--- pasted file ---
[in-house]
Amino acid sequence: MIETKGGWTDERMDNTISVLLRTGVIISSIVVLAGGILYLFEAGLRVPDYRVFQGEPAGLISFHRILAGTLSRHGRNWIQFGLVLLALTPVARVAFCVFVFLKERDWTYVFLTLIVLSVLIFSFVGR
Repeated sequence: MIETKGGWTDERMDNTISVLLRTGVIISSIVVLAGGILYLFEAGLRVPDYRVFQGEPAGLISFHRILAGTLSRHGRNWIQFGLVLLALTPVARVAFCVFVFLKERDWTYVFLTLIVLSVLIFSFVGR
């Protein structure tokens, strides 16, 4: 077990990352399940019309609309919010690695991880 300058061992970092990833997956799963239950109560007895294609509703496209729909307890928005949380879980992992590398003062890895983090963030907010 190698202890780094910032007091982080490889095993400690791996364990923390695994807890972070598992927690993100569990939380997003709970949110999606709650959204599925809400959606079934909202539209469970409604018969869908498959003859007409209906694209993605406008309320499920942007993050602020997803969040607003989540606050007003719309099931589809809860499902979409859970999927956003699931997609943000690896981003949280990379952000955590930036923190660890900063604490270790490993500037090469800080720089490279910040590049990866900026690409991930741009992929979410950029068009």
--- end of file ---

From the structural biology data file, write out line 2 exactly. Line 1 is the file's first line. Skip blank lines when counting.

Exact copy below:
Amino acid sequence: MIETKGGWTDERMDNTISVLLRTGVIISSIVVLAGGILYLFEAGLRVPDYRVFQGEPAGLISFHRILAGTLSRHGRNWIQFGLVLLALTPVARVAFCVFVFLKERDWTYVFLTLIVLSVLIFSFVGR